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What is the risk, if any, associated with eating a 100th-generation mutated eggplant derived from a radioactive ancestor?

In another word, is that possible that organic toxin will be produced by the mutated plant and is it a good idea to plant it in America? These plant seems very beautiful to me! Ha Ha

Note: The descendant eggplant is not radioactive.

Motivation: There are many mutated eggplants around Japanese power plants.

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If it is not radioactive, why should it be dangerous? Mutations are occuring always and we also introduce changes in plants by selective breeding. Assuming that no toxins are produced, I would say there is no risk about these plants. – Chris Jul 13 '14 at 10:13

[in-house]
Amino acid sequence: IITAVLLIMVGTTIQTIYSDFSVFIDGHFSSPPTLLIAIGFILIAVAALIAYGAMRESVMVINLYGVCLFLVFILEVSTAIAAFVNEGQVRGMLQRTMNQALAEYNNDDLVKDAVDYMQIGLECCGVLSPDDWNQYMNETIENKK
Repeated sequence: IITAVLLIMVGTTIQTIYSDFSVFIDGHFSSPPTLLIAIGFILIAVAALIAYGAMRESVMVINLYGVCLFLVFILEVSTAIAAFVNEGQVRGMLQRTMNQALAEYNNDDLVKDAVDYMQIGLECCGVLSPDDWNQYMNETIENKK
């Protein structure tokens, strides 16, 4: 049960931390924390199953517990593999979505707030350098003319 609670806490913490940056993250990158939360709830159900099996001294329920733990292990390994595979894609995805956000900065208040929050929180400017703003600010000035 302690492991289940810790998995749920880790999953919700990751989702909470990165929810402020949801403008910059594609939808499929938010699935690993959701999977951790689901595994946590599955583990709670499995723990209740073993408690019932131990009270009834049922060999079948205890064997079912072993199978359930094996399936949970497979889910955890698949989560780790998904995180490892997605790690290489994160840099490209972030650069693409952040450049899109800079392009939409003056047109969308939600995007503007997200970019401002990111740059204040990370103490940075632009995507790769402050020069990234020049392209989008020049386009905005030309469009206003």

What mutations happened? – user4518 Jul 13 '14 at 22:23
@Chris non-radioactive plants can be dangerous for many reasons. Toxins, pharmacology, for example. Without more information about the plants, we can't really answer this question. – user4518 Jul 13 '14 at 22:26
@Articuno That's why I wrote "assuming no toxins are produced"... – Chris Jul 13 '14 at 22:39
That doesn't add any info though. That's like saying "assuming there is no risk about these plants, I would say there is no risk about these plants." I was answering your question about "if it is not radioactive. .." – user4518 Jul 13 '14 at 22:40
up vote 1 down vote accepted

While it's always possible that a mutated eggplant will produce a new toxin, this is very unlikely. I don't know how much higher the mutation rate is near Fukushima than in general but the difference can't be huge. Even if it's, say, 5 or 10 times higher than normal (I'm making up these numbers), the risk is still tiny. Actually, plant breeders sometimes use radiation to produce more variety to work with and we don't worry about that.

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